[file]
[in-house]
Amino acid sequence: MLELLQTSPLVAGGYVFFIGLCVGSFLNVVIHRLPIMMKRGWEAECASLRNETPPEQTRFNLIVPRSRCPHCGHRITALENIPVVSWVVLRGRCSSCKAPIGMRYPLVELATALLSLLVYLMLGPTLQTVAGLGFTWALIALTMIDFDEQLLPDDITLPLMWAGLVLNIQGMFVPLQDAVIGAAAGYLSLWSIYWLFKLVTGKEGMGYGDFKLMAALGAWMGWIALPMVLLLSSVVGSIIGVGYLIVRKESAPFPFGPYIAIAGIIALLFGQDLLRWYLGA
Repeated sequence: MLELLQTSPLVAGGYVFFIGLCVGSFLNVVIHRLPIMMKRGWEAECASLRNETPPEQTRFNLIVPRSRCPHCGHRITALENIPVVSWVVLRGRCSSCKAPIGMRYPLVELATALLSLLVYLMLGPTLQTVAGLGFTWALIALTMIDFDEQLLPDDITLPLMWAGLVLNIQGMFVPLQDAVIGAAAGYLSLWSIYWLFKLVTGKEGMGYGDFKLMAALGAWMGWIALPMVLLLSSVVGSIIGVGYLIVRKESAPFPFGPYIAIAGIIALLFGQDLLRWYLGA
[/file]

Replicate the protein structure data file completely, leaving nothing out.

[in-house]
Amino acid sequence: MLELLQTSPLVAGGYVFFIGLCVGSFLNVVIHRLPIMMKRGWEAECASLRNETPPEQTRFNLIVPRSRCPHCGHRITALENIPVVSWVVLRGRCSSCKAPIGMRYPLVELATALLSLLVYLMLGPTLQTVAGLGFTWALIALTMIDFDEQLLPDDITLPLMWAGLVLNIQGMFVPLQDAVIGAAAGYLSLWSIYWLFKLVTGKEGMGYGDFKLMAALGAWMGWIALPMVLLLSSVVGSIIGVGYLIVRKESAPFPFGPYIAIAGIIALLFGQDLLRWYLGA
Repeated sequence: MLELLQTSPLVAGGYVFFIGLCVGSFLNVVIHRLPIMMKRGWEAECASLRNETPPEQTRFNLIVPRSRCPHCGHRITALENIPVVSWVVLRGRCSSCKAPIGMRYPLVELATALLSLLVYLMLGPTLQTVAGLGFTWALIALTMIDFDEQLLPDDITLPLMWAGLVLNIQGMFVPLQDAVIGAAAGYLSLWSIYWLFKLVTGKEGMGYGDFKLMAALGAWMGWIALPMVLLLSSVVGSIIGVGYLIVRKESAPFPFGPYIAIAGIIALLFGQDLLRWYLGA